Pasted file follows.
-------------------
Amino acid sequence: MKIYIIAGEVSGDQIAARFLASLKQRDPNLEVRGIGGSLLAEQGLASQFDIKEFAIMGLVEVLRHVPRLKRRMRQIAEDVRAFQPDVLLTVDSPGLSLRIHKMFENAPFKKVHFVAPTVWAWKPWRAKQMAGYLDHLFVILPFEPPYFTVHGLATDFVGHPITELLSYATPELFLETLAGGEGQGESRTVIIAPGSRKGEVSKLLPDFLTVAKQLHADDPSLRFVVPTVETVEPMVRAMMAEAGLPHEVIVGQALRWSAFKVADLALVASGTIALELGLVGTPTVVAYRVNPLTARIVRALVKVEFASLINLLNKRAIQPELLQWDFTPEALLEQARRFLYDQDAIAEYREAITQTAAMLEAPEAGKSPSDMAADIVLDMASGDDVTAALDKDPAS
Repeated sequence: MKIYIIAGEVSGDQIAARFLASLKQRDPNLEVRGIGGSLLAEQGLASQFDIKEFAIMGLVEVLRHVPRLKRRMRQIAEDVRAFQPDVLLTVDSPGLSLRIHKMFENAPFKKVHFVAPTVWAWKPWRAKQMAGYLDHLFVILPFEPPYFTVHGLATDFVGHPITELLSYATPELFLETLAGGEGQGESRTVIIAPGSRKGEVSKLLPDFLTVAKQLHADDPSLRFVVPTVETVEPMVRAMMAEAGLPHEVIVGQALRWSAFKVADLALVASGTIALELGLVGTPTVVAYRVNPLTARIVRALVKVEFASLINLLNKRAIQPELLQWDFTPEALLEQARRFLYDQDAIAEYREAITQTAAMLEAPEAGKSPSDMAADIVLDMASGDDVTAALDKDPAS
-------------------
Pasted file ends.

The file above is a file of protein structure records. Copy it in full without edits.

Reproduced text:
Amino acid sequence: MKIYIIAGEVSGDQIAARFLASLKQRDPNLEVRGIGGSLLAEQGLASQFDIKEFAIMGLVEVLRHVPRLKRRMRQIAEDVRAFQPDVLLTVDSPGLSLRIHKMFENAPFKKVHFVAPTVWAWKPWRAKQMAGYLDHLFVILPFEPPYFTVHGLATDFVGHPITELLSYATPELFLETLAGGEGQGESRTVIIAPGSRKGEVSKLLPDFLTVAKQLHADDPSLRFVVPTVETVEPMVRAMMAEAGLPHEVIVGQALRWSAFKVADLALVASGTIALELGLVGTPTVVAYRVNPLTARIVRALVKVEFASLINLLNKRAIQPELLQWDFTPEALLEQARRFLYDQDAIAEYREAITQTAAMLEAPEAGKSPSDMAADIVLDMASGDDVTAALDKDPAS
Repeated sequence: MKIYIIAGEVSGDQIAARFLASLKQRDPNLEVRGIGGSLLAEQGLASQFDIKEFAIMGLVEVLRHVPRLKRRMRQIAEDVRAFQPDVLLTVDSPGLSLRIHKMFENAPFKKVHFVAPTVWAWKPWRAKQMAGYLDHLFVILPFEPPYFTVHGLATDFVGHPITELLSYATPELFLETLAGGEGQGESRTVIIAPGSRKGEVSKLLPDFLTVAKQLHADDPSLRFVVPTVETVEPMVRAMMAEAGLPHEVIVGQALRWSAFKVADLALVASGTIALELGLVGTPTVVAYRVNPLTARIVRALVKVEFASLINLLNKRAIQPELLQWDFTPEALLEQARRFLYDQDAIAEYREAITQTAAMLEAPEAGKSPSDMAADIVLDMASGDDVTAALDKDPAS